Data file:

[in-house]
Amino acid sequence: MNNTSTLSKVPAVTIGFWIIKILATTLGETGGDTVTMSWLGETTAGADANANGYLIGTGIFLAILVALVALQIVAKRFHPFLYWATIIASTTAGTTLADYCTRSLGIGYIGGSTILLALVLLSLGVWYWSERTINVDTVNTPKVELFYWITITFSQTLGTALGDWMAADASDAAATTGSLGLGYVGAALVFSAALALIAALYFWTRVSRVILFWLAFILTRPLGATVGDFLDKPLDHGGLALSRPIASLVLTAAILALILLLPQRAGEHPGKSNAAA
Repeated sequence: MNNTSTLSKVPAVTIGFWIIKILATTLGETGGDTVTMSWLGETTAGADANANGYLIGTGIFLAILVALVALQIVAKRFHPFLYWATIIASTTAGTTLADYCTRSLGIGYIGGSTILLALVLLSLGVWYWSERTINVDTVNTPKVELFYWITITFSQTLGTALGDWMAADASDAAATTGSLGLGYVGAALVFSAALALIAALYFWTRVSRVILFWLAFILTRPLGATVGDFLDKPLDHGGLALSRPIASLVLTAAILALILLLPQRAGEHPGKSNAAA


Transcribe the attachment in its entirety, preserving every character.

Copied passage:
[in-house]
Amino acid sequence: MNNTSTLSKVPAVTIGFWIIKILATTLGETGGDTVTMSWLGETTAGADANANGYLIGTGIFLAILVALVALQIVAKRFHPFLYWATIIASTTAGTTLADYCTRSLGIGYIGGSTILLALVLLSLGVWYWSERTINVDTVNTPKVELFYWITITFSQTLGTALGDWMAADASDAAATTGSLGLGYVGAALVFSAALALIAALYFWTRVSRVILFWLAFILTRPLGATVGDFLDKPLDHGGLALSRPIASLVLTAAILALILLLPQRAGEHPGKSNAAA
Repeated sequence: MNNTSTLSKVPAVTIGFWIIKILATTLGETGGDTVTMSWLGETTAGADANANGYLIGTGIFLAILVALVALQIVAKRFHPFLYWATIIASTTAGTTLADYCTRSLGIGYIGGSTILLALVLLSLGVWYWSERTINVDTVNTPKVELFYWITITFSQTLGTALGDWMAADASDAAATTGSLGLGYVGAALVFSAALALIAALYFWTRVSRVILFWLAFILTRPLGATVGDFLDKPLDHGGLALSRPIASLVLTAAILALILLLPQRAGEHPGKSNAAA